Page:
IVF: 3-Day or Blastocyst Transfer?
IVF: The Basics
If you have been unsuccessful in trying to get pregnant, your dream of conceiving a child may seem illusive. However, with the advent of in vitro fertilization (IVF), hope now abounds. IVF treats several conditions that impair fertility, including unknown causes of infertility. The IVF procedure is as follows:
Fertilization occurs outside the body - that is, in a laboratory. First medications (such as FSH) are administered to produce numerous eggs in order to ensure fertilization and the progression of the eggs to the embryo stage. Then the eggs are removed to outside a woman's body (in vitro) where sperm are added to the eggs. After fertilization, the eggs are placed in an incubator - usually for 3 to 5 days. Finally, the resultant embryos are transferred into the woman's uterus with the hope that one or more of these embryos will successfully implant along the uterus wall, thereby making the woman pregnant.
The 3-Day vs. Blastocyst transfer "debate" concerns how many days after incubation embryos are transferred into the uterus.
The 3-Day vs. Blastocyst Transfer Debate
In the early years of IVF, embryos were transferred to the uterus between 24-48 hours after fertilization (1-Day or 2-Day transfers). At this relatively early stage of egg retrieval, embryos generally have reached the 2-4 cell stage of development. Then 3-Day transfers began, with the hope that by allowing the embryos an extra day to grow in culture, one would be able to better tell which embryos were growing "faster" and thus which had a greater chance of implanting and creating a pregnancy. 3-Day embryos are generally at the 4- to 8-cell stage of development.
However, while some 3-Day transfers have been successful, they also can yield high embryonic loss since embryos normally do not implant in the uterus at the 4-8 cell stage. Therefore, this procedure often necessitates the transfer of multiple embryos to compensate for those that do not implant. This then often results in multiple pregnancies (triplets or more), which increases the risk of complications for both mother and baby.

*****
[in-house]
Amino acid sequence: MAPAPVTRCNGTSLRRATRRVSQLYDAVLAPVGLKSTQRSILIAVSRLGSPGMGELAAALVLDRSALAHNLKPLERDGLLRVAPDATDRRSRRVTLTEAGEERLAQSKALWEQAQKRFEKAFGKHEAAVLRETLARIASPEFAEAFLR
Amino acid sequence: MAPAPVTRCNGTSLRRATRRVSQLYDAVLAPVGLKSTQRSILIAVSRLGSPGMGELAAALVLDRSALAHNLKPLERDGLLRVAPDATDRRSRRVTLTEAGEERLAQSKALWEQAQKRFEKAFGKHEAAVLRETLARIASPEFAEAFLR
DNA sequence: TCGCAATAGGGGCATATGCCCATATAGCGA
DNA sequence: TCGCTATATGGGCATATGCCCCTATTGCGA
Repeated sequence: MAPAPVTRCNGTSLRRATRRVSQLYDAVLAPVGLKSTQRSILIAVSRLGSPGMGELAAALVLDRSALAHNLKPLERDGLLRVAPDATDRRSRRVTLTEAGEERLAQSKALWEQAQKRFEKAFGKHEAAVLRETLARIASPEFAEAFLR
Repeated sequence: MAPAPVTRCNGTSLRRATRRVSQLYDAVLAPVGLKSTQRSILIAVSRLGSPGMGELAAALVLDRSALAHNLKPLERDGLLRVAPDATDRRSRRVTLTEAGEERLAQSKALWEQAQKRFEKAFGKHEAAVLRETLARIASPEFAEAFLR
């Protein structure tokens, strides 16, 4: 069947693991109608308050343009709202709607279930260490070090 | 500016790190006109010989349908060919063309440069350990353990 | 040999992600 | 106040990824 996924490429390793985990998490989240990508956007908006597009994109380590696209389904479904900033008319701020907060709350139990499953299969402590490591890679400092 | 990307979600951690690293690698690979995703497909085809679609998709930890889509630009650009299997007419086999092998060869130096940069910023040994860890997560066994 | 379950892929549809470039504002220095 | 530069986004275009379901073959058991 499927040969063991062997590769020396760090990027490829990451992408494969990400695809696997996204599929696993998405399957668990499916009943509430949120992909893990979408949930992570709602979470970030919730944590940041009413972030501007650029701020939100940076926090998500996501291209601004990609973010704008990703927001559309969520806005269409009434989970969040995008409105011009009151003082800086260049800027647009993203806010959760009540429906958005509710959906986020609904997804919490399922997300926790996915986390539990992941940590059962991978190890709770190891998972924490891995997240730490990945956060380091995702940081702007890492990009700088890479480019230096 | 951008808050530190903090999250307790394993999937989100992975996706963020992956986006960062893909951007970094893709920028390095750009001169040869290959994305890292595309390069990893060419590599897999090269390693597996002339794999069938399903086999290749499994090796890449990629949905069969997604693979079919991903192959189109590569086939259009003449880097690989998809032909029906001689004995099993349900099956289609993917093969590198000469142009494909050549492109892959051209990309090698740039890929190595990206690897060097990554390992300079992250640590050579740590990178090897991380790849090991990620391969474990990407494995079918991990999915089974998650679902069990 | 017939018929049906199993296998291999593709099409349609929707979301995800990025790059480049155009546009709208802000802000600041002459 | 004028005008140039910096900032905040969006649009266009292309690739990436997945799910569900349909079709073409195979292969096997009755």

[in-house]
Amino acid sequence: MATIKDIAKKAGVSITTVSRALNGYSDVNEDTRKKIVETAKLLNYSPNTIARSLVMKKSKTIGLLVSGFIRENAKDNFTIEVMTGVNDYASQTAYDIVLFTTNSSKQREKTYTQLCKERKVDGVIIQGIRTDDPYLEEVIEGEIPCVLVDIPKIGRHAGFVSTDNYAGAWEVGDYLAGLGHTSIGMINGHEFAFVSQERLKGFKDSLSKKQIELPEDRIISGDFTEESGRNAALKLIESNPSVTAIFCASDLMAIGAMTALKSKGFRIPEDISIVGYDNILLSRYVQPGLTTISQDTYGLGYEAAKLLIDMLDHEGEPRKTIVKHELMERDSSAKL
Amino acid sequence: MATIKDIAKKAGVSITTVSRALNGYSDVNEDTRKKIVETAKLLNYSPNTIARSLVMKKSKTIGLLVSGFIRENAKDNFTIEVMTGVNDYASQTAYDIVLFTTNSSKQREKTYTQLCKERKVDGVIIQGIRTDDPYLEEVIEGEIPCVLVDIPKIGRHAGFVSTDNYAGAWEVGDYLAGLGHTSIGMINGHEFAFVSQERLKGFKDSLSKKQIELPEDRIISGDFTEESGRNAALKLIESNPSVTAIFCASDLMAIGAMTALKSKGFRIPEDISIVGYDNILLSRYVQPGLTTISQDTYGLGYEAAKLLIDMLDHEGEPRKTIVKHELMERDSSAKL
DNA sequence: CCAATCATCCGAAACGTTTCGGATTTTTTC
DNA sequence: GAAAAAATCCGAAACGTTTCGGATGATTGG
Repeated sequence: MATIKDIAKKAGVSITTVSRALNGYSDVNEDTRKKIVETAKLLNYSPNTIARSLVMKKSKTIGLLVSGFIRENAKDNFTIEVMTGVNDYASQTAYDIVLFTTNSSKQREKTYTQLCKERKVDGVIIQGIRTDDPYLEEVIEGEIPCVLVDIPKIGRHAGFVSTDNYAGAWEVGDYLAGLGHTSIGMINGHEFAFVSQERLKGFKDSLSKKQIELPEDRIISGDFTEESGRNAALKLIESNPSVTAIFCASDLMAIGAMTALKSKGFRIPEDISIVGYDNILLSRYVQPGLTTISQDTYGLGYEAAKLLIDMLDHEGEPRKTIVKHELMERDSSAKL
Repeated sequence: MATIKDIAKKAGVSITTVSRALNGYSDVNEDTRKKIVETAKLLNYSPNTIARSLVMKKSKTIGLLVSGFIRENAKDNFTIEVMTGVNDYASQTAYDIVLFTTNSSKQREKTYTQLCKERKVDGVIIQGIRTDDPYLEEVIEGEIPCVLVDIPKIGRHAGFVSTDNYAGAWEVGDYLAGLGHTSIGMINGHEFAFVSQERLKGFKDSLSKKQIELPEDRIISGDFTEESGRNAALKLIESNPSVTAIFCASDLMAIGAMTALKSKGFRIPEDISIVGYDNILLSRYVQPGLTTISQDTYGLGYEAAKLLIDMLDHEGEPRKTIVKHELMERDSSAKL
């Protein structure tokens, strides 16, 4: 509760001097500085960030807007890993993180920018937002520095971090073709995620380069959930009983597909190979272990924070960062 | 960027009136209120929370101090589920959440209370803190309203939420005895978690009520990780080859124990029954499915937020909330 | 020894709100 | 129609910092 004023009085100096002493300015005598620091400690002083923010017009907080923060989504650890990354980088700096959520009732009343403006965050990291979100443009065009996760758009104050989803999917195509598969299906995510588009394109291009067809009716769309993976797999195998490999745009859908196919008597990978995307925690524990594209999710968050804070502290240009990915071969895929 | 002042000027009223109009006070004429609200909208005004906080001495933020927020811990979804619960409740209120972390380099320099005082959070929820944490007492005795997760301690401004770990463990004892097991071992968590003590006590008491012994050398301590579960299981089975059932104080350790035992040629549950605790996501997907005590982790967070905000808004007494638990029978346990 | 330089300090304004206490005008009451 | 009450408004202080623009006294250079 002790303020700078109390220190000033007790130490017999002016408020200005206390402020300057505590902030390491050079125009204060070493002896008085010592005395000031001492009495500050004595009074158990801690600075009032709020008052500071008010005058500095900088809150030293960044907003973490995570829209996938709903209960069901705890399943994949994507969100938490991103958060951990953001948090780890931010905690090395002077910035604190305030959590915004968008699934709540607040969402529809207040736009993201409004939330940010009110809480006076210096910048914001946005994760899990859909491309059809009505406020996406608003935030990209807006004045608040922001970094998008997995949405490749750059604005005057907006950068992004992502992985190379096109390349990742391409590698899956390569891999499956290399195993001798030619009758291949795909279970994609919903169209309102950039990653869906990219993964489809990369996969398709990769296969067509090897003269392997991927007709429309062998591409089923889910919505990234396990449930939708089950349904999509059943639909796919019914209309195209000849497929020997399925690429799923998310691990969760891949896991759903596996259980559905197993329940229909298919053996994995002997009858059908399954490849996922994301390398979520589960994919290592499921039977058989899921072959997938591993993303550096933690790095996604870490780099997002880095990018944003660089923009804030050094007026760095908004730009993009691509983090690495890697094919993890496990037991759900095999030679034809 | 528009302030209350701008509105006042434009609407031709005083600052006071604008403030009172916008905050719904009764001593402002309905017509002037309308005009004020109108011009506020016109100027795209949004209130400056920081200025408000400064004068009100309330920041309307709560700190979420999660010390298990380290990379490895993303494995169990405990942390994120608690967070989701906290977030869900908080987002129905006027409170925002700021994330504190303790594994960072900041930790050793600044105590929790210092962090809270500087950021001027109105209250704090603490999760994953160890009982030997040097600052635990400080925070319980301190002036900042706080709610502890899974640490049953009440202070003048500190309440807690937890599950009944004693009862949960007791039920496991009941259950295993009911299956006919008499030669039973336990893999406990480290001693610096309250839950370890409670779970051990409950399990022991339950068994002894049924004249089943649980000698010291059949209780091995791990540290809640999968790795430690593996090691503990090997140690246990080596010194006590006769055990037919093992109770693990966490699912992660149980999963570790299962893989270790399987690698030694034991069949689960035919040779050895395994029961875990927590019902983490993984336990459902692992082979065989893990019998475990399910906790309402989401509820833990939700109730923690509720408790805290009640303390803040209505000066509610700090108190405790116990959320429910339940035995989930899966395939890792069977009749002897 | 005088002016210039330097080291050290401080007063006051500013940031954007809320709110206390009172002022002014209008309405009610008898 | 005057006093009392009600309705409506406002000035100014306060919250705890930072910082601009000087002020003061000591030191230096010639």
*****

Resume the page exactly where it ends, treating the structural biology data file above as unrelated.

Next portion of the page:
Further culture of the embryos in the laboratory - for five days instead of three days - however, allows the natural selective process to continue, thereby making it easier still to identify which embryos are growing and have a greater chance of implanting and giving rise to a pregnancy.
Five-day embryos are called blastocysts; thus 5-Day embryo transfers are better known as blastocyst transfers. A blastocyst-stage embryo consists of over 50 cells and is the stage at which the embryo normally (in vivo) exists in the uterus and is capable of implantation. Thus blastocyst transfer represents a promising and exciting advance in IVF treatment.
Advantages of Blastocyst Transfer
* Embryos have reached a more advanced stage of development, thus improving pregnancy rates
* Fewer embryo transfers are needed in order to achieve a pregnancy, thus reducing the possibility of high-order multiple pregnancies
* Pregnancy rates are as high, or higher, than 3-Day transfers, even though fewer embryos are transferred
* With advances in IVF technology, 40-50% of fertilized eggs can now be grown to the blastocyst stage in culture